Lastly, between LDS Anarchist and Justin, we are losing a little touch here as to what distinguishes a monogamist tribe from the traditional LDS families. According to LDS Anarchist, the traditional family is just a “scaled-down” version of the free-love tribe. Including Justin’s comments, they should also have total agency, and begin taking the sacrament as an entire meal on their knees, ultimately rejecting the presiding authority of the Church, if of course that’s what they want to do. He bases this entire idea on Joseph Smith, who frankly was a control-freak. Once Hiram Pages revelations began encroaching on Joseph’s territory, and particularly when Oliver Cowdrey started getting on board, Joseph clarified the chain of command. It also fails to consider Josephs political ambitions as Mayor, General, and Presidential Candidate. You can’t cherry-pick the behaviors of Joseph Smith that you like, in order to draw useful inferences about his possible intentions.

    Finally, as a last consideration, this is ultimately a message that will best resonate among a small margin of those with LDS inclinations. The Church proper, which holds the cards right now, does and will vigorously oppose this religion with all their power. Unfortunately they are the ultimate voice on Mormonism, and can dismiss this effort quite easily. By and large, most of the other Polygamy cults have made their way largely by breeding, not by drawing converts in any critical way. This is largely because of the Church’s influence, seeing as how Utah has generally taken not to prosecute situations that don’t entail child abuse.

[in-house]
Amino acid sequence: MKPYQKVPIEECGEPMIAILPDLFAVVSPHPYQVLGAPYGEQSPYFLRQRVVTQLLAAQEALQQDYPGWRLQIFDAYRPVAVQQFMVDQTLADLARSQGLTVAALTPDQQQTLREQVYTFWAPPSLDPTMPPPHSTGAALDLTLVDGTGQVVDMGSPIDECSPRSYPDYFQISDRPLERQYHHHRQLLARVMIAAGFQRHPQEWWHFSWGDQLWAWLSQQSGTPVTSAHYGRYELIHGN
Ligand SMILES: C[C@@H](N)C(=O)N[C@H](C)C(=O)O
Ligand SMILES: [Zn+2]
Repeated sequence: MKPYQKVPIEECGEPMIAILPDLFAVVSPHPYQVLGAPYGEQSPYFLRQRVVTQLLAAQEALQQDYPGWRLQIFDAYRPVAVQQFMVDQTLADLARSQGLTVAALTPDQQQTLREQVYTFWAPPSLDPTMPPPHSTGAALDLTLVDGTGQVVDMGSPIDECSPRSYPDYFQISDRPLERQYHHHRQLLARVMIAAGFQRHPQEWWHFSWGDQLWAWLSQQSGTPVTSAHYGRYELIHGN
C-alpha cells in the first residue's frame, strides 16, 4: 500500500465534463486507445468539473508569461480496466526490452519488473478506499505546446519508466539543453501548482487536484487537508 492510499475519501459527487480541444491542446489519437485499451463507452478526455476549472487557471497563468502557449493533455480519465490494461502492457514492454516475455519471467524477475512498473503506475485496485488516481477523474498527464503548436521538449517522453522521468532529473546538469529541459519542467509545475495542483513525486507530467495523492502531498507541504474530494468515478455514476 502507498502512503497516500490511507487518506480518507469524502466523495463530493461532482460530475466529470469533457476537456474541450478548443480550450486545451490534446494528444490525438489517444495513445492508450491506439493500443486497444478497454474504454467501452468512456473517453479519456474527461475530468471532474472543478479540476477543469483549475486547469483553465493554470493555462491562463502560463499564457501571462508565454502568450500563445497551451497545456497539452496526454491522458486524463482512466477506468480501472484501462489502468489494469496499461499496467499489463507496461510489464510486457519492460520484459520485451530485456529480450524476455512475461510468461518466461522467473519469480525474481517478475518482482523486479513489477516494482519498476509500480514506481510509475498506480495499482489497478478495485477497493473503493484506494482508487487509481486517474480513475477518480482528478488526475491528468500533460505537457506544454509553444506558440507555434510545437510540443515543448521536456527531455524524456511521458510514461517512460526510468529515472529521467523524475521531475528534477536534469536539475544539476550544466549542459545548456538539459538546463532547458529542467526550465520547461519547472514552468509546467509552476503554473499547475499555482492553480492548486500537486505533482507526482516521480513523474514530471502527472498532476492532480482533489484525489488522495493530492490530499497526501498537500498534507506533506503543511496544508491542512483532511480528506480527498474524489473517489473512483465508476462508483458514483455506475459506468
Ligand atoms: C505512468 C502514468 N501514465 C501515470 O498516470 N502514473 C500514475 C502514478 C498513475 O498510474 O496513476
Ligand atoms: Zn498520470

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  140. Justin on January 5, 2011 at 10:54 AM

    Cowboy:

    I’ve responded to your 137/139 — it’s just awaiting moderation — due [I imagine] to containing more than 2 links.

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  141. Andrew S on January 5, 2011 at 11:46 AM

    comment fished out. sorry for the wait

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  142. Cowboy on January 5, 2011 at 12:58 PM

    Justin, when you suggest that polygamy is not central to this idea, I am having a hard time seeing how different your views are to what the Church intends to be. Could they just not argue that President Monson is just the head of the tribal family, and we are just earnestly awaiting the return of the United Order? What really distinguishes your views is an extremely narrow parsing of D&C 132, followed by specific interpretations of Joseph Smiths erratic marriage practices, to support a free-love arrangement. That is the real distinguishing factor, that and you would like to regress to hunter/gathering. Still, I don’t think you have made an overly compelling case for how your authority (justified by Mormon thought) would exceed that of the current First Elder of the Church. If you accepted Brigham Youngs succession in that role, then it is hard to make your case. Particularly seeing as how authoritarian both he and Joseph Smith were.